Joe Mauer American League Batting Champion 2006
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On the day the Twins drafted Joe Mauer with their No. 1 overall pick in the First-Year Player Draft five years ago, Twins general manager Terry Ryan got a special visitor to his office.

Jake Mauer Sr. wanted to pay his grandson's new boss a little visit and let him know that he had just drafted a player that would one day hit .400.

Mauer may not have reached the .400 mark yet, but this season he accomplished something nearly as difficult, becoming the first American League catcher to win the battling title.

"It's an unbelievable honor," Mauer with a huge smile. "I don't really even know how to describe it."

History was on the line at the Metrodome on Sunday (October 1, 2006) as Mauer chased the title, which made things even sweeter for the catcher.

After leading the batting race nearly every day since June 1, when he took over with a .362 average, Mauer headed into the final day of the season with his .346 average just one point ahead of Yankees shortstop Derek Jeter (.345).

There had been questions as to whether Mauer might get the day off if the Tigers clinched the division the night before. But when that didn't happen, it was clear that Twins manager Ron Gardenhire wanted Mauer's bat in the lineup to pull off a victory.

It made for quite a day at the Metrodome, as Mauer's tight chase combined with the Twins' own race for the division title. And those two things combined generated plenty of excitement for the fans in attendance for the final game of the regular season.

The crowd of 45,182 inside the Metrodome was well aware that history was on the line in Sunday's game, as every at-bat of Mauer's was followed intensely.

All in attendance seemed to know that Jeter had tallied a hit in his first at-bat, so when Mauer came up and struck out in his first time at the plate, the crowd grew suddenly quiet.

"I was nervous," Mauer said. "I felt like it was my first Major League at-bat. You know, nerves running, hands sweating. I kept telling myself I was fine and it's just another game, but you go out there and it's not just another game."

When Mauer delivered his first hit, a double in the fourth inning, the crowd roared with approval. Things only got better after that, as Mauer finished with a 2-for-4 day, finishing with a .347 average. And not only did Mauer win the title, but the Twins won a title of their own with a 5-1 win over the White Sox.

But it wasn't until the ninth inning that the crowd learned Mauer had indeed earned the title, after Jeter went 1-for-5 to finish the season at .343 and Robinson Cano went 2-for-4 to finish at .342.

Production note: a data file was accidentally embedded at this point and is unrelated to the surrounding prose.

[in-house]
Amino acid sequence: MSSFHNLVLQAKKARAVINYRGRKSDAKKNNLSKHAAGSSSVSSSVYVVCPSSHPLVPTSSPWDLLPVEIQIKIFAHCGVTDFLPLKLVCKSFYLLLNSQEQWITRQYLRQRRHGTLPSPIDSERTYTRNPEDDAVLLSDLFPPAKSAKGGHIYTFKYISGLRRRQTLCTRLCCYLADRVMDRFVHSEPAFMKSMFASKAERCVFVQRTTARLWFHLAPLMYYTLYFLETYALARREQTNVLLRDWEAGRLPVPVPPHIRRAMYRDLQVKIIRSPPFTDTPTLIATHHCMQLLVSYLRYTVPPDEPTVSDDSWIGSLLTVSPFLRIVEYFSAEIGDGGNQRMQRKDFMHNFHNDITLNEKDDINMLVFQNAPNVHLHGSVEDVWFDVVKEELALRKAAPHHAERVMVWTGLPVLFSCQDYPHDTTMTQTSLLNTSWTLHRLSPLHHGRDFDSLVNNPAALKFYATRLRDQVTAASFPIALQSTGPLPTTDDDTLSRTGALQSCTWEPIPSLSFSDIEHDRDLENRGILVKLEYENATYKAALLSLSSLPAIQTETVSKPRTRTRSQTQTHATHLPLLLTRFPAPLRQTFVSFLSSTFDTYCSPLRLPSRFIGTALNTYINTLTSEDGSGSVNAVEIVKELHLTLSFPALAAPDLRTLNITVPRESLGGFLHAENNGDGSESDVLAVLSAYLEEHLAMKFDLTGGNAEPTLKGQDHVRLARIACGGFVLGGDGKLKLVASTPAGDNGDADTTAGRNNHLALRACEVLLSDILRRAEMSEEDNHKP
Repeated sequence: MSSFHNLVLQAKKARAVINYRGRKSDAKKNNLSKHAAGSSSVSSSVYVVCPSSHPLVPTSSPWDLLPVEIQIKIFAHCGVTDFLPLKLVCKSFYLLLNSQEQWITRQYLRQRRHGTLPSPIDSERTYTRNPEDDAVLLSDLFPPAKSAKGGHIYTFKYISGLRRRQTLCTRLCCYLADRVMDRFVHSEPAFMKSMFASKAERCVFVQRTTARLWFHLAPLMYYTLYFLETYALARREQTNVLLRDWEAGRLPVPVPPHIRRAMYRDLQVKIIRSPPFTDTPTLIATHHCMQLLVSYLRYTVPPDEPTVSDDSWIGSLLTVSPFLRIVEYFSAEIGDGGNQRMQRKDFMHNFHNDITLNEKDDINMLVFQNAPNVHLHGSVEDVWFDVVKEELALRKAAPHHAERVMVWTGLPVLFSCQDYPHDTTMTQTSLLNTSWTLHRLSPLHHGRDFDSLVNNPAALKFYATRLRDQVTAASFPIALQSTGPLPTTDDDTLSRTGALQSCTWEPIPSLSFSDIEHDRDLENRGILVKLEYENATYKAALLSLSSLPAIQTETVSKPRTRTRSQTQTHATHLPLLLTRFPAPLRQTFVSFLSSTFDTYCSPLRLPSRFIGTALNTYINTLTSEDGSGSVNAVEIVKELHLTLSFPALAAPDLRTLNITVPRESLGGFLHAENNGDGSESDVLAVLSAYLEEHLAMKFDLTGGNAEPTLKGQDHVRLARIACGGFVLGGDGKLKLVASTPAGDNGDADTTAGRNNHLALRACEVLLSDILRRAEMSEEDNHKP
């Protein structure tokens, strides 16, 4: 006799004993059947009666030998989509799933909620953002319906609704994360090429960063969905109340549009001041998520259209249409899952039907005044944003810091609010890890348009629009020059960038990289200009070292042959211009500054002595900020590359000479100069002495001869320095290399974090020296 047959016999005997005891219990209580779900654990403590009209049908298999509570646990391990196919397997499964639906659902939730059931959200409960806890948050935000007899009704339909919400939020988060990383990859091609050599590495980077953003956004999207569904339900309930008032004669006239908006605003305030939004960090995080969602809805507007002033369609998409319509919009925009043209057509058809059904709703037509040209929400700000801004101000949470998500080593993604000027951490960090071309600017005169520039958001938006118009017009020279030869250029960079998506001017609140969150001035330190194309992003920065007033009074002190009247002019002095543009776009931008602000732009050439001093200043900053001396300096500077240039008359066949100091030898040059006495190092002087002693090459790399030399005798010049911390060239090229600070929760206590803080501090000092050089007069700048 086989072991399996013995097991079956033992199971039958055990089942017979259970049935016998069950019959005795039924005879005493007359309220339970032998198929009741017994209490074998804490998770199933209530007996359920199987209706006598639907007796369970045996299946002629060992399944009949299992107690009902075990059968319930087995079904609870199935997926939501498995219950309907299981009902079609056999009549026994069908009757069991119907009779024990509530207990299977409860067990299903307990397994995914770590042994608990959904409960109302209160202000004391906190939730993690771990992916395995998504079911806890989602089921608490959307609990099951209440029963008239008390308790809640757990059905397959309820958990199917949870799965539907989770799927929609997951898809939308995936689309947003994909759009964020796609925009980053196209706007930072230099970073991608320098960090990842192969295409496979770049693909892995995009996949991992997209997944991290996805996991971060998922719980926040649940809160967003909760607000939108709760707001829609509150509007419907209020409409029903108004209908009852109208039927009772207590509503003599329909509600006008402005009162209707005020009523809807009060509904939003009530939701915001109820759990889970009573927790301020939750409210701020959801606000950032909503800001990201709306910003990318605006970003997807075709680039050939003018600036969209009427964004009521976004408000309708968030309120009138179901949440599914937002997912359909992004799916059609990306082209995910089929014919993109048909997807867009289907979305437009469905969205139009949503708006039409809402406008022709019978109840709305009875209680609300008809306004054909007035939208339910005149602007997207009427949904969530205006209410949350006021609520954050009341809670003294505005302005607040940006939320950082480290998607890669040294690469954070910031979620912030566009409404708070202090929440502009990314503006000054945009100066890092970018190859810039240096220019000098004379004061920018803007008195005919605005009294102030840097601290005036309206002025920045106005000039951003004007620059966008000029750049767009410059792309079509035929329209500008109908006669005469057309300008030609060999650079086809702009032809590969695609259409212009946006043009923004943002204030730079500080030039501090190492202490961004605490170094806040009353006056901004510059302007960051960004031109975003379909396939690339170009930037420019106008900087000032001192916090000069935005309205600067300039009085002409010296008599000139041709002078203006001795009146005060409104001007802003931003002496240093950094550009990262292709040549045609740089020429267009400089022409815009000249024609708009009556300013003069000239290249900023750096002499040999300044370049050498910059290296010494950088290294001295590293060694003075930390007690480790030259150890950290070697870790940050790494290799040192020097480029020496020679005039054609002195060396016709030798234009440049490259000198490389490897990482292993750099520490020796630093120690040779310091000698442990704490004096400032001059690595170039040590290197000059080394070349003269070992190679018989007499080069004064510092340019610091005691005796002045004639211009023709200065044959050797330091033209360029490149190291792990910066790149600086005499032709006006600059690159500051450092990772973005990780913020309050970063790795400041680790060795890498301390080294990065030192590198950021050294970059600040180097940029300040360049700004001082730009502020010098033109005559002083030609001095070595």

Hugs and handshakes were delivered throughout the dugout to congratulate the catcher on such a momentous achievement. And the cheers were enough to draw him out of the dugout for a well-deserved curtain call.

"We told him to get his butt out there," Gardenhire said with a laugh. "If you hit .347 in the Major Leagues and win a batting title, you certainly deserve one of those. Fortunately, our crowd was very good and knew what they wanted to see, which was a curtain call from him."

Mauer joined some pretty elite company, as only two catchers in the history of modern baseball had won batting titles before him, both occurring in the National League. Bubbles Hargrave won a title in 1926 and Ernie Lombardi accomplished the feat twice, in 1938 and 1942.

As Mauer admits, there were plenty of difficulties achieveing the feat because of his catching demands.

"Obviously, there is a reason why it hasn't happened more," Mauer said. "There are a lot of things you need to worry about, as a catcher."

The wear and tear of catching duties may be tough, but one of the hardest things Mauer had to overcome may have been the increased attention that was thrust upon him during his prolonged run. The intuitively shy catcher is known for keeping himself at a fair distance from any kind of attention, and this certainly put him in a place that made him a tad uncomfortable.

"He's pretty humble, very humble actually, and doesn't like talking about himself," backup catcher Mike Redmond said. "It's also good that we've been trying to get to the playoffs, so it's sort of taken the focus off that."

For Mauer, there was definitely an excitement about winning, but he's also happy to finish the chase.

"Every day, I've had a question about the batting title since the All-Star break, maybe even before that," Mauer said with a laugh. "I'm just relieved it's all over with."

And while Mauer's grandfather may have had high aspirations for Joe, the catcher didn't really even consider being in such a chase prior to this season.

"It never even came into my thinking," Mauer said with a smile. "I just try to go out there and have good at-bats every time. I didn't really even think about trying to get a batting title, or anything like that."

And while many may find that hard to believe, his teammate and roommate Justin Morneau said that the topic never even came up in discussion until Sunday morning.

"That was the first time it was brought up, and I asked him about it," Morneau said. "I asked him if he knew what had to happen for him to win. And yeah, he had paid attention."

Reaching the feat wasn't easy for Mauer, as he saw his average fall from its season high of .392 at the end of June to .346 heading into the final day of the race.

But in the end, all the ups and downs were worth it.

"This is the best day of my baseball career," Mauer said. "To be in my hometown, winning the batting title, becoming the first catcher to do it in the American League and then the ceremony for [Brad] Radke, who I've watched pitch since he got here, and to send him off before the game like that ... it's been a day full of emotion."